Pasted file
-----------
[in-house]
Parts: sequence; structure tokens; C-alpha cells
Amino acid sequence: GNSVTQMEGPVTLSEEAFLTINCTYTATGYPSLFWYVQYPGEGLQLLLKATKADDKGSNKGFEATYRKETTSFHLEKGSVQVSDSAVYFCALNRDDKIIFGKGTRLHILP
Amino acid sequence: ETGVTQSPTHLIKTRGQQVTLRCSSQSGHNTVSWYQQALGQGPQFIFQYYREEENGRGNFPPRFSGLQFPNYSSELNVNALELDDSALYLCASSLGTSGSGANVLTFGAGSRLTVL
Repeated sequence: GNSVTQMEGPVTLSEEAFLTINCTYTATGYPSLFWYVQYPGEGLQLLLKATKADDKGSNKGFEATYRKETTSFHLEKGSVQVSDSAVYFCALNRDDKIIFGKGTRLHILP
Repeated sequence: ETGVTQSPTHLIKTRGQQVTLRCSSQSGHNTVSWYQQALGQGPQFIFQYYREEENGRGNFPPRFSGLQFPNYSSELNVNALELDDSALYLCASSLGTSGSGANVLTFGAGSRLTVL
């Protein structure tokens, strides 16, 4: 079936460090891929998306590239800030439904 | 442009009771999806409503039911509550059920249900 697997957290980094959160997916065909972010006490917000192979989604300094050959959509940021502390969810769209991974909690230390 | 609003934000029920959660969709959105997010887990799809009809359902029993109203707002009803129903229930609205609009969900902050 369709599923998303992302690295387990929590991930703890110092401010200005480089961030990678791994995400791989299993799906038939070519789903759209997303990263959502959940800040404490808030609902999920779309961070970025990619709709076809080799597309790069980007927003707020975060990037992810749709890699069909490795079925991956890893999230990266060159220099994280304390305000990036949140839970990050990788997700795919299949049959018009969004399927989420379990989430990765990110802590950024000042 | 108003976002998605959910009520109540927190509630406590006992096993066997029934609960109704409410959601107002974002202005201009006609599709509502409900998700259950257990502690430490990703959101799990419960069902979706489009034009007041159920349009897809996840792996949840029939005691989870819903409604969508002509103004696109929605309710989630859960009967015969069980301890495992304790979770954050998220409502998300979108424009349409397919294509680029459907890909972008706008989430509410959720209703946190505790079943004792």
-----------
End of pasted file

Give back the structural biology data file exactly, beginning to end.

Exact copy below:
[in-house]
Parts: sequence; structure tokens; C-alpha cells
Amino acid sequence: GNSVTQMEGPVTLSEEAFLTINCTYTATGYPSLFWYVQYPGEGLQLLLKATKADDKGSNKGFEATYRKETTSFHLEKGSVQVSDSAVYFCALNRDDKIIFGKGTRLHILP
Amino acid sequence: ETGVTQSPTHLIKTRGQQVTLRCSSQSGHNTVSWYQQALGQGPQFIFQYYREEENGRGNFPPRFSGLQFPNYSSELNVNALELDDSALYLCASSLGTSGSGANVLTFGAGSRLTVL
Repeated sequence: GNSVTQMEGPVTLSEEAFLTINCTYTATGYPSLFWYVQYPGEGLQLLLKATKADDKGSNKGFEATYRKETTSFHLEKGSVQVSDSAVYFCALNRDDKIIFGKGTRLHILP
Repeated sequence: ETGVTQSPTHLIKTRGQQVTLRCSSQSGHNTVSWYQQALGQGPQFIFQYYREEENGRGNFPPRFSGLQFPNYSSELNVNALELDDSALYLCASSLGTSGSGANVLTFGAGSRLTVL
């Protein structure tokens, strides 16, 4: 079936460090891929998306590239800030439904 | 442009009771999806409503039911509550059920249900 697997957290980094959160997916065909972010006490917000192979989604300094050959959509940021502390969810769209991974909690230390 | 609003934000029920959660969709959105997010887990799809009809359902029993109203707002009803129903229930609205609009969900902050 369709599923998303992302690295387990929590991930703890110092401010200005480089961030990678791994995400791989299993799906038939070519789903759209997303990263959502959940800040404490808030609902999920779309961070970025990619709709076809080799597309790069980007927003707020975060990037992810749709890699069909490795079925991956890893999230990266060159220099994280304390305000990036949140839970990050990788997700795919299949049959018009969004399927989420379990989430990765990110802590950024000042 | 108003976002998605959910009520109540927190509630406590006992096993066997029934609960109704409410959601107002974002202005201009006609599709509502409900998700259950257990502690430490990703959101799990419960069902979706489009034009007041159920349009897809996840792996949840029939005691989870819903409604969508002509103004696109929605309710989630859960009967015969069980301890495992304790979770954050998220409502998300979108424009349409397919294509680029459907890909972008706008989430509410959720209703946190505790079943004792």